Socioeconomic factors that contribute to the unequal availability of optimal sleep health across various groups include:

  • Race and ethnicity
  • Education
  • Housing
  • Income
  • Gender
  • Sexual orientation
  • Social capital
  • Employment status

Although research on the social determinants of sleep is still sparse, many studies have explored how social and economic factors perpetuate disparities in sleep health.

A 2013 study looked at how race, ethnicity, and socioeconomic status may contribute to sleep problems by analyzing the health information of 4,081 participants of the 2007 to 2008 National Health and Nutrition Examination Survey.

The researchers found that sleep problems like difficulty falling and staying asleep, early morning awakenings (waking up too early in the morning), and non-restorative sleep were predominant in participants identified as female and those who experienced food insecurity.

Snoring and gasping during sleep were symptoms common in participants who were male, Hispanic/Latino, had low education levels, and experienced food insecurity.

The findings of a small and older study suggest that people with poor education status or born in families with low education levels had a significantly higher likelihood of experiencing insomnia.

Another study looked at those who participated in a housing upgrade program, and examined the impact this had on their sleep health.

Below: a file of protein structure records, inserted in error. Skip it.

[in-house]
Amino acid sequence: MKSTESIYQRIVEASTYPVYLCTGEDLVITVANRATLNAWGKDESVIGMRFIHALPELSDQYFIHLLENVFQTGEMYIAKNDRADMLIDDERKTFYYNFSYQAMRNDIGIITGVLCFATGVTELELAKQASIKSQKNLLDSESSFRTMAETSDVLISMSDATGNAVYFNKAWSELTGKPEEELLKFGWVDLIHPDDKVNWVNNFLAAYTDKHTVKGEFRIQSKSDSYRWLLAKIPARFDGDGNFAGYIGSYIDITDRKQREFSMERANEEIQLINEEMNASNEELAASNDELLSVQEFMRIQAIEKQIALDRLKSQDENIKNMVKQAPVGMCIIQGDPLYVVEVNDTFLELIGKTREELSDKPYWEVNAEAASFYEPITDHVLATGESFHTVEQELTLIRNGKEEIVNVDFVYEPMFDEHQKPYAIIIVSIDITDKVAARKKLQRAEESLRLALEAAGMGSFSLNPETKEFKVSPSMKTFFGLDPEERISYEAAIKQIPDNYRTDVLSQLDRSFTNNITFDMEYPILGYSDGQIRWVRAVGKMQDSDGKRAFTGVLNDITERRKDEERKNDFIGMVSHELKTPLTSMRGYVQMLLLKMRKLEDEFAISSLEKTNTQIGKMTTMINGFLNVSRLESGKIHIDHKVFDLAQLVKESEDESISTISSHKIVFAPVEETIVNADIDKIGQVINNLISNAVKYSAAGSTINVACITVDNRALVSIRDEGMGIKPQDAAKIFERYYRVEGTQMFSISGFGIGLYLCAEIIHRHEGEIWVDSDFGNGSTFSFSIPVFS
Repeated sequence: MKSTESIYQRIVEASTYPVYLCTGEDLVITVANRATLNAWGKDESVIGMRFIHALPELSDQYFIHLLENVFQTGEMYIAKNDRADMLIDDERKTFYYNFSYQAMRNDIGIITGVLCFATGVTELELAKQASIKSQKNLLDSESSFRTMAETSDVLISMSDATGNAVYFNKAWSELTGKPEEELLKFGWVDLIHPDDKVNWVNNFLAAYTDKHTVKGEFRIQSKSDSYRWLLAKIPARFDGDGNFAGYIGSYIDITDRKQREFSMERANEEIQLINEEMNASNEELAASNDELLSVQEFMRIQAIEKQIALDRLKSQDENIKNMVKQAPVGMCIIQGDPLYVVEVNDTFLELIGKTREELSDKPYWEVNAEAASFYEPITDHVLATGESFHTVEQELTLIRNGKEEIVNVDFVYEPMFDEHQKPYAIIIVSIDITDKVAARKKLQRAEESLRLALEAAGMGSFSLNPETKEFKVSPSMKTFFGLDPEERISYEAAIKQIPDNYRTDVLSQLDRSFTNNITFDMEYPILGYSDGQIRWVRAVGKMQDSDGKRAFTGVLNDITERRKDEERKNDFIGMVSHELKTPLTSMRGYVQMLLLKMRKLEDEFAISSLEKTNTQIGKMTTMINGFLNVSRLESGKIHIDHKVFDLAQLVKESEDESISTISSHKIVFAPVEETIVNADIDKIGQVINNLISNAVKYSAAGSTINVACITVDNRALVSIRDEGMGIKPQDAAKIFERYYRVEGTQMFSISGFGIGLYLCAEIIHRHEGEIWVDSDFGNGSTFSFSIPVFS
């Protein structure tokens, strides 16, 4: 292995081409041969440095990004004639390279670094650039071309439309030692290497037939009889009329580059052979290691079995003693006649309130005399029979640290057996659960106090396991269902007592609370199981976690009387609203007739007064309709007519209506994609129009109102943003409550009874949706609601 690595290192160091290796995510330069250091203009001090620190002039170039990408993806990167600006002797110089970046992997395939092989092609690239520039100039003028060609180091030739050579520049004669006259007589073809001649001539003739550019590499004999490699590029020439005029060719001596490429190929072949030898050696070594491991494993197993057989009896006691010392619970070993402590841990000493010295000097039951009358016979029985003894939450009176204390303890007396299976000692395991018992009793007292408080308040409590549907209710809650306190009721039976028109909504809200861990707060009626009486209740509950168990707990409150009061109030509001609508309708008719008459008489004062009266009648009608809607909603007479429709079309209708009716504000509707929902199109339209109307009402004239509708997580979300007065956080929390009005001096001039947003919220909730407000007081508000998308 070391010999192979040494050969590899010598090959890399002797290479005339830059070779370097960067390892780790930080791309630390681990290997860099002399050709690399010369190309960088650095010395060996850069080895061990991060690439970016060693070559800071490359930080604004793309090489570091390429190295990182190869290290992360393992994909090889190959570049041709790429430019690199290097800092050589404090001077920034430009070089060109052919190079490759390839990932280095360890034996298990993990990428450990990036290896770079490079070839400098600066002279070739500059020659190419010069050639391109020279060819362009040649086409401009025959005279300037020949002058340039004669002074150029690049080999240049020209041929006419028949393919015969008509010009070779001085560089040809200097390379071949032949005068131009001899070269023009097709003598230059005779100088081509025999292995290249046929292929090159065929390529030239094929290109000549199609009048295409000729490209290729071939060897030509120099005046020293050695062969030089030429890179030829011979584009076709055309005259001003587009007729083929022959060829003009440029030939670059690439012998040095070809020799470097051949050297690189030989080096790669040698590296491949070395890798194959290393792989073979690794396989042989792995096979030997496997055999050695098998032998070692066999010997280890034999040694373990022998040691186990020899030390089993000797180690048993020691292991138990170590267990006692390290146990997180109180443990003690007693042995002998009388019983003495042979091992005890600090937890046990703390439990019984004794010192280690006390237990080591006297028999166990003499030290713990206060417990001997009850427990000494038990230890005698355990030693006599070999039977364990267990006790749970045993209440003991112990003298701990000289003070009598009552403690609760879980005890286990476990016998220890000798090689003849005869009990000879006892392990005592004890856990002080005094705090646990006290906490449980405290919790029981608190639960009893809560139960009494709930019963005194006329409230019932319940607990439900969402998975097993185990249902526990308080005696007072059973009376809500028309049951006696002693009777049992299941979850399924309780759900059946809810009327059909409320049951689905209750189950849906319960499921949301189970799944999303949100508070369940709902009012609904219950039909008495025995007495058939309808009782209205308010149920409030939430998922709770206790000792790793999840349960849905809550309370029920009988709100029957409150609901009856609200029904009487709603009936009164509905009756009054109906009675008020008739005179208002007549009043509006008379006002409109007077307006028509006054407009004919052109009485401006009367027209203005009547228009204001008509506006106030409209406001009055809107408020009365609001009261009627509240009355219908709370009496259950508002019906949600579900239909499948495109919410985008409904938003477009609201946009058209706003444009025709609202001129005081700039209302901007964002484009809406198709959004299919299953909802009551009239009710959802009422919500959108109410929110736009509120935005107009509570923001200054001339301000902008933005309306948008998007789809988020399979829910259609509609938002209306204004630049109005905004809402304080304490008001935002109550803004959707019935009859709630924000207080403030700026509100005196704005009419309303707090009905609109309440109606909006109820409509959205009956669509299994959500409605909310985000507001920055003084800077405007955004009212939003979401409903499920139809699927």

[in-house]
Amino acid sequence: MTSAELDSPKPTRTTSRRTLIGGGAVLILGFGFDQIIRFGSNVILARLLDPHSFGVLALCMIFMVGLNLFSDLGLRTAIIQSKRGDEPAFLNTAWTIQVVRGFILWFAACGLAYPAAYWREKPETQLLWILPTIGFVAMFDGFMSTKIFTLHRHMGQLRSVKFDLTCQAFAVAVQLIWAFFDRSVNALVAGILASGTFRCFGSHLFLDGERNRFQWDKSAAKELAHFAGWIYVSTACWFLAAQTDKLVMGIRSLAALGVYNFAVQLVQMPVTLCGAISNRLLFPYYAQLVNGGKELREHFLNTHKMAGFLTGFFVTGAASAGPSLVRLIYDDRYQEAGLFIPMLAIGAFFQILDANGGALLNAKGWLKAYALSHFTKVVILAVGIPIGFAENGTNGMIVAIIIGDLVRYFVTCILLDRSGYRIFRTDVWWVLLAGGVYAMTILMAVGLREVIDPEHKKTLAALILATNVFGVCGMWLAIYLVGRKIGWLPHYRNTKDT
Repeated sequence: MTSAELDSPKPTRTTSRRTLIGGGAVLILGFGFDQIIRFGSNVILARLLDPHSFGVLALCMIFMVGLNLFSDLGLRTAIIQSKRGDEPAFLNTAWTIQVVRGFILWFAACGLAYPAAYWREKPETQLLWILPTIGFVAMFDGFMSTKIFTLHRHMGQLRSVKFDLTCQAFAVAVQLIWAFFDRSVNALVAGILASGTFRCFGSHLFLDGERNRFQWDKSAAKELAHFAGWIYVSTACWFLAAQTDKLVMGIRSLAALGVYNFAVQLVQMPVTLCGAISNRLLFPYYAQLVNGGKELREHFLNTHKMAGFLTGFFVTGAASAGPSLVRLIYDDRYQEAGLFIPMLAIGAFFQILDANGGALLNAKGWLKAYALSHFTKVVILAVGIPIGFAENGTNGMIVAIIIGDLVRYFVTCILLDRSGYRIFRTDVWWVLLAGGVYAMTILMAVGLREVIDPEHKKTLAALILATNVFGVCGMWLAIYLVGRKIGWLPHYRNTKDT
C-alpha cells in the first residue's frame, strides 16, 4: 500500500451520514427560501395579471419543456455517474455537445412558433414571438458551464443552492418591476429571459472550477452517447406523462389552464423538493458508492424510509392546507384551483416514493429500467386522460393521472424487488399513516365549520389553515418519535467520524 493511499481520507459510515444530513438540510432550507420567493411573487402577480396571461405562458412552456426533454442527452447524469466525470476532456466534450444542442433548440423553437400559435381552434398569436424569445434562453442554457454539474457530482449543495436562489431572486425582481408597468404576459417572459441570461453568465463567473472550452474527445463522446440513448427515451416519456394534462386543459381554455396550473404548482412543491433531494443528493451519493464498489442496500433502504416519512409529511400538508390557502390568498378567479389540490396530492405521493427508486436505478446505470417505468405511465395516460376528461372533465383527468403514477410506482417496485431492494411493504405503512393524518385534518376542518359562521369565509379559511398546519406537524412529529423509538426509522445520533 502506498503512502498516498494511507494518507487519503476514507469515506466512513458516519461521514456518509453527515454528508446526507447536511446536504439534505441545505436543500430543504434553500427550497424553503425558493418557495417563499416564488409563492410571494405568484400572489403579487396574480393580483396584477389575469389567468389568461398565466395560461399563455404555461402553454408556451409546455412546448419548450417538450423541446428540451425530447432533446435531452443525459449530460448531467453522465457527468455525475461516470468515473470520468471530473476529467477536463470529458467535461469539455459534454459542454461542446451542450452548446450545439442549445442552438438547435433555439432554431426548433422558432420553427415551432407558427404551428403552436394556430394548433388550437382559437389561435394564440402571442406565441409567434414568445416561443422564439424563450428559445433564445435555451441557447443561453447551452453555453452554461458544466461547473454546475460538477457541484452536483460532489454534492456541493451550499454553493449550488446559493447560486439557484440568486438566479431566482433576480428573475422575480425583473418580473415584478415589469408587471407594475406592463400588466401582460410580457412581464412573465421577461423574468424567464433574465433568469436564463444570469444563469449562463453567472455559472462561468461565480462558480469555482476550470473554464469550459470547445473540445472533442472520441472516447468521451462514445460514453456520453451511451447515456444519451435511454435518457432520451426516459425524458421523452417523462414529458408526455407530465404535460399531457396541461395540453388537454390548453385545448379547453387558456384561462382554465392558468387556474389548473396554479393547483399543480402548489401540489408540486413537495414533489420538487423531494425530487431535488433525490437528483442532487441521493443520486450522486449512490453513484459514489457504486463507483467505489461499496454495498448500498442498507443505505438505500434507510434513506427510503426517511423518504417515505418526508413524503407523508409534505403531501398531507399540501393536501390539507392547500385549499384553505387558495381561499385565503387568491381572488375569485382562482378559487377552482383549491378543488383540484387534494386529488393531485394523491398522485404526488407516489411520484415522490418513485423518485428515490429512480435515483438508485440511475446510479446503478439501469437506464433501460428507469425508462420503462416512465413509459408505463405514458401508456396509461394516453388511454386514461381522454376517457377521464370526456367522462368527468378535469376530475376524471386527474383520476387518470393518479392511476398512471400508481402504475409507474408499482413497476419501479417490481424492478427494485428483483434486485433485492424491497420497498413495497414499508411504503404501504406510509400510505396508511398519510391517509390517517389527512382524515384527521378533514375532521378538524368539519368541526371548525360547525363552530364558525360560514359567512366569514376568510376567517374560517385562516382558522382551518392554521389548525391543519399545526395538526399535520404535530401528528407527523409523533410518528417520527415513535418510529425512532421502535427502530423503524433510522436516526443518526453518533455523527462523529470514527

The researchers observed that a slight improvement in the housing quality of the participants resulted in significant improvements in their sleep quality and living conditions.

The researchers explain that people who live in poor neighborhoods are often exposed to circumstances—such as leaky roofs and consciousness of the possibility of structural collapse—that make them susceptible to sleep problems. 

The research showed that the participants reported experiencing better comfort and protection from the rain, the cold, and the humidity, security and feelings of safety, and tranquility, all of which made them feel relaxed enough to enjoy the night’s rest.

In terms of how racial identity affects sleep health, a 2012 study analyzed data from 7,148 adults to identify links between perceived racial discrimination and self-reported sleep quality and daytime functioning.

The results suggest that Black and African American people were more likely to report worse experiences with racism when seeking healthcare than people from other races. They also found a strong association between racism and sleep problems.